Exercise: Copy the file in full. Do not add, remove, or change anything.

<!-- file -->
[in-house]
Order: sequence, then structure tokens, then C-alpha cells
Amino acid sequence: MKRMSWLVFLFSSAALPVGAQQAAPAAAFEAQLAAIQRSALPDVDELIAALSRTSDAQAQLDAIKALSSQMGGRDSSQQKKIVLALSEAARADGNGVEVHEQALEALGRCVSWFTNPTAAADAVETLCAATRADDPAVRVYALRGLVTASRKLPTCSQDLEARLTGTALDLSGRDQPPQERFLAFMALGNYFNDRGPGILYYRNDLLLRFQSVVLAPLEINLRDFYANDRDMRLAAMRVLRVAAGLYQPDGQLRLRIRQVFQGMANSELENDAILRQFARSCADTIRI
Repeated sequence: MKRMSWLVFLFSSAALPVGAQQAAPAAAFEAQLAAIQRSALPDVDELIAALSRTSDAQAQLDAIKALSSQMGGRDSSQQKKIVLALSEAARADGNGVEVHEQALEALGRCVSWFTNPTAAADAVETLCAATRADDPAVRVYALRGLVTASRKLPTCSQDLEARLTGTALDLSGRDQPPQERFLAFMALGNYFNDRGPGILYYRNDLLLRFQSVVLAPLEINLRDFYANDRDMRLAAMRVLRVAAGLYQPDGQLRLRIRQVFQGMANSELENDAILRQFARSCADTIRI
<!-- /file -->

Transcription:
[in-house]
Order: sequence, then structure tokens, then C-alpha cells
Amino acid sequence: MKRMSWLVFLFSSAALPVGAQQAAPAAAFEAQLAAIQRSALPDVDELIAALSRTSDAQAQLDAIKALSSQMGGRDSSQQKKIVLALSEAARADGNGVEVHEQALEALGRCVSWFTNPTAAADAVETLCAATRADDPAVRVYALRGLVTASRKLPTCSQDLEARLTGTALDLSGRDQPPQERFLAFMALGNYFNDRGPGILYYRNDLLLRFQSVVLAPLEINLRDFYANDRDMRLAAMRVLRVAAGLYQPDGQLRLRIRQVFQGMANSELENDAILRQFARSCADTIRI
Repeated sequence: MKRMSWLVFLFSSAALPVGAQQAAPAAAFEAQLAAIQRSALPDVDELIAALSRTSDAQAQLDAIKALSSQMGGRDSSQQKKIVLALSEAARADGNGVEVHEQALEALGRCVSWFTNPTAAADAVETLCAATRADDPAVRVYALRGLVTASRKLPTCSQDLEARLTGTALDLSGRDQPPQERFLAFMALGNYFNDRGPGILYYRNDLLLRFQSVVLAPLEINLRDFYANDRDMRLAAMRVLRVAAGLYQPDGQLRLRIRQVFQGMANSELENDAILRQFARSCADTIRI